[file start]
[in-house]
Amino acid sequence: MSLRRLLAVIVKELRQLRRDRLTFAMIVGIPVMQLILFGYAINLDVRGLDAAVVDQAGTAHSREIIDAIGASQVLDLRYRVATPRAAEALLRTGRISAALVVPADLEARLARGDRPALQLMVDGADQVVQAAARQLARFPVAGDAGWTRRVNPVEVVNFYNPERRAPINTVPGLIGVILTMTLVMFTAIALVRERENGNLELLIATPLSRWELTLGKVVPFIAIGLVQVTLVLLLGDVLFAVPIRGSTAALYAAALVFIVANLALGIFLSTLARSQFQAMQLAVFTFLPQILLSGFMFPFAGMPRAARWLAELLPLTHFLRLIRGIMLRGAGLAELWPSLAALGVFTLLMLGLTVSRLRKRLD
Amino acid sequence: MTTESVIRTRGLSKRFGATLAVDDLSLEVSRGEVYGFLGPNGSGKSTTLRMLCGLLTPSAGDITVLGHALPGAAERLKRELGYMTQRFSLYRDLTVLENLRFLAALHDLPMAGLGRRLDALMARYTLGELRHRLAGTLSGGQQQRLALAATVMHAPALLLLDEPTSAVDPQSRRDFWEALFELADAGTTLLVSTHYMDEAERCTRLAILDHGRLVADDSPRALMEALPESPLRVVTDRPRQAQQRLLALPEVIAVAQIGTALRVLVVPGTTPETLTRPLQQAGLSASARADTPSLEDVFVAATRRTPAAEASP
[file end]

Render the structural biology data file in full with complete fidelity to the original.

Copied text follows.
[in-house]
Amino acid sequence: MSLRRLLAVIVKELRQLRRDRLTFAMIVGIPVMQLILFGYAINLDVRGLDAAVVDQAGTAHSREIIDAIGASQVLDLRYRVATPRAAEALLRTGRISAALVVPADLEARLARGDRPALQLMVDGADQVVQAAARQLARFPVAGDAGWTRRVNPVEVVNFYNPERRAPINTVPGLIGVILTMTLVMFTAIALVRERENGNLELLIATPLSRWELTLGKVVPFIAIGLVQVTLVLLLGDVLFAVPIRGSTAALYAAALVFIVANLALGIFLSTLARSQFQAMQLAVFTFLPQILLSGFMFPFAGMPRAARWLAELLPLTHFLRLIRGIMLRGAGLAELWPSLAALGVFTLLMLGLTVSRLRKRLD
Amino acid sequence: MTTESVIRTRGLSKRFGATLAVDDLSLEVSRGEVYGFLGPNGSGKSTTLRMLCGLLTPSAGDITVLGHALPGAAERLKRELGYMTQRFSLYRDLTVLENLRFLAALHDLPMAGLGRRLDALMARYTLGELRHRLAGTLSGGQQQRLALAATVMHAPALLLLDEPTSAVDPQSRRDFWEALFELADAGTTLLVSTHYMDEAERCTRLAILDHGRLVADDSPRALMEALPESPLRVVTDRPRQAQQRLLALPEVIAVAQIGTALRVLVVPGTTPETLTRPLQQAGLSASARADTPSLEDVFVAATRRTPAAEASP